To evaluate the utility of commercially available reagent test strips for estimation of BUN concentration and detection of azotemia in pet rabbits (Oryctolagus cuniculus) and ferrets (Mustela putorius furo).

SAMPLE

65 blood samples from 53 rabbits and 71 blood samples from 50 ferrets of various health statuses.

PROCEDURES

BUN concentrations were measured with a clinical laboratory biochemical analyzer and estimated with a reagent test strip. Results obtained with both methods were assigned to a BUN category (range, 1 to 4; higher categories corresponded to higher BUN concentrations). Samples with a biochemical analyzer BUN concentration ≥ 27 mg/dL (rabbits) or ≥ 41 mg/dL (ferrets) were considered azotemic. A test strip BUN category of 3 or 4 (rabbits) or 4 (ferrets) was considered positive for azotemia.

RESULTS

Test strip and biochemical analyzer BUN categories were concordant for 46 of 65 (71%) rabbit blood samples and 58 of 71 (82%) ferret blood samples. Sensitivity, specificity, and accuracy of the test strips for detection of azotemia were 92%, 79%, and 82%, respectively, for rabbit blood samples and 80%, 100%, and 96%, respectively, for ferret blood samples.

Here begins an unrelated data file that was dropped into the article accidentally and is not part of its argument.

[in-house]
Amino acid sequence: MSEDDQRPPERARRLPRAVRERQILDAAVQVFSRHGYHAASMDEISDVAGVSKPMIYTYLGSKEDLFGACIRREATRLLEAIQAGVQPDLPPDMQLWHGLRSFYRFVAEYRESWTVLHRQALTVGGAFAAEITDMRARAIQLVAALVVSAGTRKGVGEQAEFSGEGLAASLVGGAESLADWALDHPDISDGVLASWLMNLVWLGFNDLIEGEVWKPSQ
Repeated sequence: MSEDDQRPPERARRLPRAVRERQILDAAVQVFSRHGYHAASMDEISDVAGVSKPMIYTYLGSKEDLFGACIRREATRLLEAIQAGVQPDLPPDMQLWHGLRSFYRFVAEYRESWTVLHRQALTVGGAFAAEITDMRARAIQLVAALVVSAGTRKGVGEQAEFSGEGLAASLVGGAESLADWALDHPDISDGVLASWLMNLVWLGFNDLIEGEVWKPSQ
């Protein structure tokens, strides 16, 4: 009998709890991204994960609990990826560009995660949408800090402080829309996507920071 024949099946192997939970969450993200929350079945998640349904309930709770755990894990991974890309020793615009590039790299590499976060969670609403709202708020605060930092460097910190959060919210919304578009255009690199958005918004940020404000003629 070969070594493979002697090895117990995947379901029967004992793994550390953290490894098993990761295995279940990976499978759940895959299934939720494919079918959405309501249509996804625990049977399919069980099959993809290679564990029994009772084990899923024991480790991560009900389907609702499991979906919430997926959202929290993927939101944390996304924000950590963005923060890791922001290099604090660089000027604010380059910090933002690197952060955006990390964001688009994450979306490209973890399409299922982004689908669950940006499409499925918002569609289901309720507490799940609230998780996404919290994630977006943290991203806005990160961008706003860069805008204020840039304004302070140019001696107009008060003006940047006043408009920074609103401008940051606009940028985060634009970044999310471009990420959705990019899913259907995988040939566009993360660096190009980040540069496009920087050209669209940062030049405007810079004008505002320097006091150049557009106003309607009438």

CONCLUSIONS AND CLINICAL RELEVANCE

Test strips provided reasonable estimates of BUN concentration but, for rabbits, were more appropriate for ruling out than for ruling in azotemia because of false-positive test strip results. False-negative test strip results for azotemia were more of a concern for ferrets than rabbits. Testing with a biochemical analyzer remains the gold standard for measurement of BUN concentration and detection of azotemia in rabbits and ferrets.

Full access
in Journal of the American Veterinary Medical Association

Abstract

OBJECTIVE

To determine the agreement between plasma total solids (TS) concentration as measured by refractometry and plasma total protein (TP) concentration as measured by biuret assay in pet rabbits and ferrets.

SAMPLE

253 and 146 blood samples from 146 and 121 ferrets and rabbits, respectively, with results of CBC and plasma biochemical analyses.

PROCEDURES